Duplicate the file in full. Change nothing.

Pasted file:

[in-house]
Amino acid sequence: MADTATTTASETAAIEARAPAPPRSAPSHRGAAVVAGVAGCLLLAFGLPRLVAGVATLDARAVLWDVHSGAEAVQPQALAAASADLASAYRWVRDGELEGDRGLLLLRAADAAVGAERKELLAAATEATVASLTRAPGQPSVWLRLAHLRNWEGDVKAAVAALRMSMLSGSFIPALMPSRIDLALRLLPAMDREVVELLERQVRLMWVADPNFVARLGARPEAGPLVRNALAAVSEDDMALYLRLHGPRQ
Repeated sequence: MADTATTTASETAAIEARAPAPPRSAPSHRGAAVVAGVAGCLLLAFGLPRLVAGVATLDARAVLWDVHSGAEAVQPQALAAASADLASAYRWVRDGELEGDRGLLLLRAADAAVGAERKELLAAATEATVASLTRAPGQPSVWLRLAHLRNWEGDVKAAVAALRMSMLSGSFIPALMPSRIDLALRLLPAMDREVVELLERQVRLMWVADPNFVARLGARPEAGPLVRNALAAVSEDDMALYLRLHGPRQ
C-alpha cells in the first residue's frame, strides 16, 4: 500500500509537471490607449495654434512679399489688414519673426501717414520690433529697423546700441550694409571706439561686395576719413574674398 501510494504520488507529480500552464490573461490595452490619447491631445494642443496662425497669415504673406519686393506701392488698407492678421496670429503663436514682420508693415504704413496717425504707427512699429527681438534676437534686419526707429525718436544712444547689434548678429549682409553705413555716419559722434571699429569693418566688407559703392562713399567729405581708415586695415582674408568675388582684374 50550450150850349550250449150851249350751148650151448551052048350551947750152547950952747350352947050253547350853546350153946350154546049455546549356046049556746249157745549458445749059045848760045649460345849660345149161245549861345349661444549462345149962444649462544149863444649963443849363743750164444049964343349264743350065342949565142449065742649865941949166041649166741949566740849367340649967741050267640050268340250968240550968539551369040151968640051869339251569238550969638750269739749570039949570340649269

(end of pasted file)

[in-house]
Amino acid sequence: MADTATTTASETAAIEARAPAPPRSAPSHRGAAVVAGVAGCLLLAFGLPRLVAGVATLDARAVLWDVHSGAEAVQPQALAAASADLASAYRWVRDGELEGDRGLLLLRAADAAVGAERKELLAAATEATVASLTRAPGQPSVWLRLAHLRNWEGDVKAAVAALRMSMLSGSFIPALMPSRIDLALRLLPAMDREVVELLERQVRLMWVADPNFVARLGARPEAGPLVRNALAAVSEDDMALYLRLHGPRQ
Repeated sequence: MADTATTTASETAAIEARAPAPPRSAPSHRGAAVVAGVAGCLLLAFGLPRLVAGVATLDARAVLWDVHSGAEAVQPQALAAASADLASAYRWVRDGELEGDRGLLLLRAADAAVGAERKELLAAATEATVASLTRAPGQPSVWLRLAHLRNWEGDVKAAVAALRMSMLSGSFIPALMPSRIDLALRLLPAMDREVVELLERQVRLMWVADPNFVARLGARPEAGPLVRNALAAVSEDDMALYLRLHGPRQ
C-alpha cells in the first residue's frame, strides 16, 4: 500500500509537471490607449495654434512679399489688414519673426501717414520690433529697423546700441550694409571706439561686395576719413574674398 501510494504520488507529480500552464490573461490595452490619447491631445494642443496662425497669415504673406519686393506701392488698407492678421496670429503663436514682420508693415504704413496717425504707427512699429527681438534676437534686419526707429525718436544712444547689434548678429549682409553705413555716419559722434571699429569693418566688407559703392562713399567729405581708415586695415582674408568675388582684374 50550450150850349550250449150851249350751148650151448551052048350551947750152547950952747350352947050253547350853546350153946350154546049455546549356046049556746249157745549458445749059045848760045649460345849660345149161245549861345349661444549462345149962444649462544149863444649963443849363743750164444049964343349264743350065342949565142449065742649865941949166041649166741949566740849367340649967741050267640050268340250968240550968539551369040151968640051869339251569238550969638750269739749570039949570340649269